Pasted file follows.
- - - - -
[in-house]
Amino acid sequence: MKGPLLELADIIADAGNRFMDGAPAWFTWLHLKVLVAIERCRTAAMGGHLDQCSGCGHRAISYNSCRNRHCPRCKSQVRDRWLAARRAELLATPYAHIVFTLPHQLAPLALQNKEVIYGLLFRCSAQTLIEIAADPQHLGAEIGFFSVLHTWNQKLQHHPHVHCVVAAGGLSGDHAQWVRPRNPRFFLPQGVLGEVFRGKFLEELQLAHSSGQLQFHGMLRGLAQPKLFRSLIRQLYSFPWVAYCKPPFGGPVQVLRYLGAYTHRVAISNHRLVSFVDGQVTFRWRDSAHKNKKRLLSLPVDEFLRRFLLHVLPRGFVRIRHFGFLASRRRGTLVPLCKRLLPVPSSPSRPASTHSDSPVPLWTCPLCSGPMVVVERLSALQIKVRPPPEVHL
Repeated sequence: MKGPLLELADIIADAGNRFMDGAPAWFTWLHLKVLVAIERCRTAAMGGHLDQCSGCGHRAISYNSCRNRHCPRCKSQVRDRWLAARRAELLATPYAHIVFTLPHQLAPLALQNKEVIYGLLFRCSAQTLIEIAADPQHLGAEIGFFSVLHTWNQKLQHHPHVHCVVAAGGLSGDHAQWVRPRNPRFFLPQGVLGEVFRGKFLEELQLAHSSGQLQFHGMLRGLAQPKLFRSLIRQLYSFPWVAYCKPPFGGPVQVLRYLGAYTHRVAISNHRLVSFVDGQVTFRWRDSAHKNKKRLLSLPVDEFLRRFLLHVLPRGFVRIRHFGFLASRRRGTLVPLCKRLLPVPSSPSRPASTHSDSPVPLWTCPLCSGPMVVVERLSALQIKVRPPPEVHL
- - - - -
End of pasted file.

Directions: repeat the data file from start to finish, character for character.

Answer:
[in-house]
Amino acid sequence: MKGPLLELADIIADAGNRFMDGAPAWFTWLHLKVLVAIERCRTAAMGGHLDQCSGCGHRAISYNSCRNRHCPRCKSQVRDRWLAARRAELLATPYAHIVFTLPHQLAPLALQNKEVIYGLLFRCSAQTLIEIAADPQHLGAEIGFFSVLHTWNQKLQHHPHVHCVVAAGGLSGDHAQWVRPRNPRFFLPQGVLGEVFRGKFLEELQLAHSSGQLQFHGMLRGLAQPKLFRSLIRQLYSFPWVAYCKPPFGGPVQVLRYLGAYTHRVAISNHRLVSFVDGQVTFRWRDSAHKNKKRLLSLPVDEFLRRFLLHVLPRGFVRIRHFGFLASRRRGTLVPLCKRLLPVPSSPSRPASTHSDSPVPLWTCPLCSGPMVVVERLSALQIKVRPPPEVHL
Repeated sequence: MKGPLLELADIIADAGNRFMDGAPAWFTWLHLKVLVAIERCRTAAMGGHLDQCSGCGHRAISYNSCRNRHCPRCKSQVRDRWLAARRAELLATPYAHIVFTLPHQLAPLALQNKEVIYGLLFRCSAQTLIEIAADPQHLGAEIGFFSVLHTWNQKLQHHPHVHCVVAAGGLSGDHAQWVRPRNPRFFLPQGVLGEVFRGKFLEELQLAHSSGQLQFHGMLRGLAQPKLFRSLIRQLYSFPWVAYCKPPFGGPVQVLRYLGAYTHRVAISNHRLVSFVDGQVTFRWRDSAHKNKKRLLSLPVDEFLRRFLLHVLPRGFVRIRHFGFLASRRRGTLVPLCKRLLPVPSSPSRPASTHSDSPVPLWTCPLCSGPMVVVERLSALQIKVRPPPEVHL